One characteristic of ebola that I do believe is being fairly reported by the media is its indolence. It is not easily transmissible by people unless they are clearly sick – visibly weak, feverish and vomiting. People in this condition don’t want to travel to other countries, let alone leave their beds. Carriers who are in the infectious stages are therefore relatively easy to spot. Moreover, travel in and out of the affected zones is being squeezed shut by authories of those provinces. Thanks in part to the media alarm in the affected countries, air and ground travel are being monitored. It’s still spreading, and I have little faith in African authorities to do the right thing, but I don’t believe any claims of an “exponential” spread.

  48. paddylol
    We can’t give the serum to Africans. Not only is it made from evil tobacco, it’s derived from GMO tobacco! Oh noes!! We can’t have people from third world countries getting stuff like that or golden rice or something. (/sarc for those who didn’t catch on)

  49. Sorry Bill, if you do not like my posts (not really). At least I don’t post garbage links and factually incorrect points, like you did. I post no alarmist points, simply the facts as I understand them along with links that actually have facts in them as opposed to opinions like those of some wannabe lawyer / journalist turd like Fumento who wants us to think he knows something about new pandemics with atypical behaviors.

    I have no idea why anyone would think any new and totally uncontrolled, incurable disease outbreak with EXPONENTIAL GROWTH INCIDENCE NUMBERS and 55% mortality rate is of no concern. It has gone exponential because the numbers of people contracting the disease is growing exponentially. Is there some part of that you do not understand ?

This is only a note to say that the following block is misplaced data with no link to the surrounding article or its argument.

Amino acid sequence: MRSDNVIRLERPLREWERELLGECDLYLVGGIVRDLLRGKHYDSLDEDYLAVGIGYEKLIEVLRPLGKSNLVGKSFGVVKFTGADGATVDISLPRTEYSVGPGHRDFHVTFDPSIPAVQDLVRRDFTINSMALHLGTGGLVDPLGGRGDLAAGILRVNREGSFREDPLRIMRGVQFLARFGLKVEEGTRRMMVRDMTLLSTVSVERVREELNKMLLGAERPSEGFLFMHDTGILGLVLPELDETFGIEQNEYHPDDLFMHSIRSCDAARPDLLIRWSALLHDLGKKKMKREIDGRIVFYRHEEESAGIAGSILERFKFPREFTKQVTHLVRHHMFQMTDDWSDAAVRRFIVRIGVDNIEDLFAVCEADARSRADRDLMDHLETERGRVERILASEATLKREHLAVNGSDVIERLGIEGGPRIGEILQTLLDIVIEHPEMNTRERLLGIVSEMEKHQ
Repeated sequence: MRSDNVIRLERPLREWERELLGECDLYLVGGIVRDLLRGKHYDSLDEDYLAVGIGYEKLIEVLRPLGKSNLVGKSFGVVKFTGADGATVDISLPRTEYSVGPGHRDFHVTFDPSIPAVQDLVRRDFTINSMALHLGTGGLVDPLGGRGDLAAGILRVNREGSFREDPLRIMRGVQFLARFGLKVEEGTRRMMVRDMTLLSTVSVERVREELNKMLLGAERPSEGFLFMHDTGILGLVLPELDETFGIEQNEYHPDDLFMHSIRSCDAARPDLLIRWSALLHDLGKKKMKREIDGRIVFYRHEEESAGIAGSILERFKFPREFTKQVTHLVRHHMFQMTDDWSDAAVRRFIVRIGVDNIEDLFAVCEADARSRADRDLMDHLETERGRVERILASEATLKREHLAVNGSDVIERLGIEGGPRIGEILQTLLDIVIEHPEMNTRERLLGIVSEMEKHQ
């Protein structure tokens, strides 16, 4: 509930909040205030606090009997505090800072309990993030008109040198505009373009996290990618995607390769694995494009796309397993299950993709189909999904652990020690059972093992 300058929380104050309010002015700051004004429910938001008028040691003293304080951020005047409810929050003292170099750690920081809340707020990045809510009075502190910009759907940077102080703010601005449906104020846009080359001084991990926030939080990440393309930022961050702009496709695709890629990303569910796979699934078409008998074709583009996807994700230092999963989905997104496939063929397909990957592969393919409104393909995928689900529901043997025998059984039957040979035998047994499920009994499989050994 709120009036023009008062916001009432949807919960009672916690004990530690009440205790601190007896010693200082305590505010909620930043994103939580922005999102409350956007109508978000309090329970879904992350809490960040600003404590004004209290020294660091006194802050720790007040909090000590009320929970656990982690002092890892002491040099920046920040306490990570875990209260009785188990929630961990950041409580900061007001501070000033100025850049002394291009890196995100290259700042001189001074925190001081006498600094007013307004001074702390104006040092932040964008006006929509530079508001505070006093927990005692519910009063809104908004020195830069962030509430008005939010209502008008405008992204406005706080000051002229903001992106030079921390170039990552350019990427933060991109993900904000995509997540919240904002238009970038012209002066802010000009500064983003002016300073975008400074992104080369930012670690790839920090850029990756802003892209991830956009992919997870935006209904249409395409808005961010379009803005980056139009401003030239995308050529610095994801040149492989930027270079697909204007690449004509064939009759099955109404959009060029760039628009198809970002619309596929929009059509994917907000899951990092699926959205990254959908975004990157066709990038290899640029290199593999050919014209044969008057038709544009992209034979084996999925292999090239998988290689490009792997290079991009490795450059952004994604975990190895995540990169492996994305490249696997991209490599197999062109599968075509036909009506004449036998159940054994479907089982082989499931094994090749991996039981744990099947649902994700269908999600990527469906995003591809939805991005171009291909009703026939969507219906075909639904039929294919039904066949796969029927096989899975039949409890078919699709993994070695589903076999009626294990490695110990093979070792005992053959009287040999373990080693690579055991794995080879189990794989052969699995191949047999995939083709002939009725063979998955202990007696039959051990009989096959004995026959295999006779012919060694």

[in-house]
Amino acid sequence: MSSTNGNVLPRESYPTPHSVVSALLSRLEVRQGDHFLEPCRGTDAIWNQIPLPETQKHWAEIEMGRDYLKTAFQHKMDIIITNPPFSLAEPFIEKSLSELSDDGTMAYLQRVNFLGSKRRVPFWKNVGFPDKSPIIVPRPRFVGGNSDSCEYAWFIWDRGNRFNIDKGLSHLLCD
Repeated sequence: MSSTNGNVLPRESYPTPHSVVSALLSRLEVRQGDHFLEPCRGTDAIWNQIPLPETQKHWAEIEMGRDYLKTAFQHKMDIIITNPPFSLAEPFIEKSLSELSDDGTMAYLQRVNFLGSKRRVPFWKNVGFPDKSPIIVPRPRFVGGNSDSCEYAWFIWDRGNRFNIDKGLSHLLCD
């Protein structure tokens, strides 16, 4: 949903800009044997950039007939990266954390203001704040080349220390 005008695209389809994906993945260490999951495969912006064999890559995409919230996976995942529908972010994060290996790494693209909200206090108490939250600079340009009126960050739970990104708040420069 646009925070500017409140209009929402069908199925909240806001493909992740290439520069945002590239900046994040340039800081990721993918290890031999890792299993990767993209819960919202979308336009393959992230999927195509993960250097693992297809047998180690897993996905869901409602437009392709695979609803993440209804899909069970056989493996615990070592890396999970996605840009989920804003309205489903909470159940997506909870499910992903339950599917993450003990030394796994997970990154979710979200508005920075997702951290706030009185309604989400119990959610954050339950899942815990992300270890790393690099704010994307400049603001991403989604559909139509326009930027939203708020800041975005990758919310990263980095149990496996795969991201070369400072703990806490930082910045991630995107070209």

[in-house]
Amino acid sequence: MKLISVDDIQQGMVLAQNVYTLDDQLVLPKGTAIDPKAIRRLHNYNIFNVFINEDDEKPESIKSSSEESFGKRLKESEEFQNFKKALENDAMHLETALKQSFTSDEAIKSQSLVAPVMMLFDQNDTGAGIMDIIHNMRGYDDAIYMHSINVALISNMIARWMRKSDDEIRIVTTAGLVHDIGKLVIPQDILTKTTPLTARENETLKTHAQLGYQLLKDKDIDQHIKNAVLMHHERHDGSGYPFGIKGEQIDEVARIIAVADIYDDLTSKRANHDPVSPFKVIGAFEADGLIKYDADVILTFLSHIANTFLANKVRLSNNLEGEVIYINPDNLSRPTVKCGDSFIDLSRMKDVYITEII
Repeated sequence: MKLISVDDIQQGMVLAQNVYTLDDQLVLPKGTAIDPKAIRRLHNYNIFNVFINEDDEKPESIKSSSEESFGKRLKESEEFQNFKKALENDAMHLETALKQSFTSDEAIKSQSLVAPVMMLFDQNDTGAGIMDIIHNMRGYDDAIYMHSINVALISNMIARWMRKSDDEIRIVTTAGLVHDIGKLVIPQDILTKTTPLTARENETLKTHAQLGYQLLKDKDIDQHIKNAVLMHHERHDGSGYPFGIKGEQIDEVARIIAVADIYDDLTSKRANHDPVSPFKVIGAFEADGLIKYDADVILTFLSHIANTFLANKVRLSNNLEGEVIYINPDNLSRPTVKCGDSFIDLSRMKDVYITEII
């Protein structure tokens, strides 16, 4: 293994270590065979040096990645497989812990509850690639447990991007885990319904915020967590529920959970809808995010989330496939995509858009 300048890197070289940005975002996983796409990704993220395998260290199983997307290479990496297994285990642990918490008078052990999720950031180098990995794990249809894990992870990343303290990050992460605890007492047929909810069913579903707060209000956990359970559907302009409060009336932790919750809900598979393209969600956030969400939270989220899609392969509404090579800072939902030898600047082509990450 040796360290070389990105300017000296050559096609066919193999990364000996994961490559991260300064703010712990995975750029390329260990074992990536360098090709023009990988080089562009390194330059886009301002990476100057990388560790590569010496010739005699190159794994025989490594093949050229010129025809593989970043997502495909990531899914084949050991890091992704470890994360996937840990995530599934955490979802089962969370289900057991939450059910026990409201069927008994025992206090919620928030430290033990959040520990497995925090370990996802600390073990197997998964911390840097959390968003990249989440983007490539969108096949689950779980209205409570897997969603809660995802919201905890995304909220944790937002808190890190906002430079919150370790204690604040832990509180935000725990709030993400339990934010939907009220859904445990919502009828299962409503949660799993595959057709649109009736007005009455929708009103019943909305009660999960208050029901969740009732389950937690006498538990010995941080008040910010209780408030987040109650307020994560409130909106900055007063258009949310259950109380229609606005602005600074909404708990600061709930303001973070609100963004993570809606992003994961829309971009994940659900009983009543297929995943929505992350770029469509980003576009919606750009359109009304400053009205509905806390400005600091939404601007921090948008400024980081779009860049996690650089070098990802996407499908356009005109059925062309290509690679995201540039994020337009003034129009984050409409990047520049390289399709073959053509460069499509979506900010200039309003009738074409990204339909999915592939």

I can help you if you like – see this and see exponential:

    http://en.wikipedia.org/wiki/Exponential_growth

    I have no idea why anyone would not be concerned when a disease that is supposedly difficult to transmit suddenly spreads to 4 or more additional countries and urban areas containing multi-millions of people.

    I have no idea why a disease that is supposedly hard to transmit infects well over 100 health professionals, some using modern western containment methodology, would not be concerned.

    So naturally anybody concerned would be pissed when apparently unconcerned people post links to propaganda pieces like those from Fumento.

    Nothing to see here….move along…right ?

  50. I believe Ebola was brought to the USA by the government; not by a change in the weather.

  51. “Periods of drought are expected to become more frequent in some areas while heavy rain events, when the occur, are forecast to become more intense. ”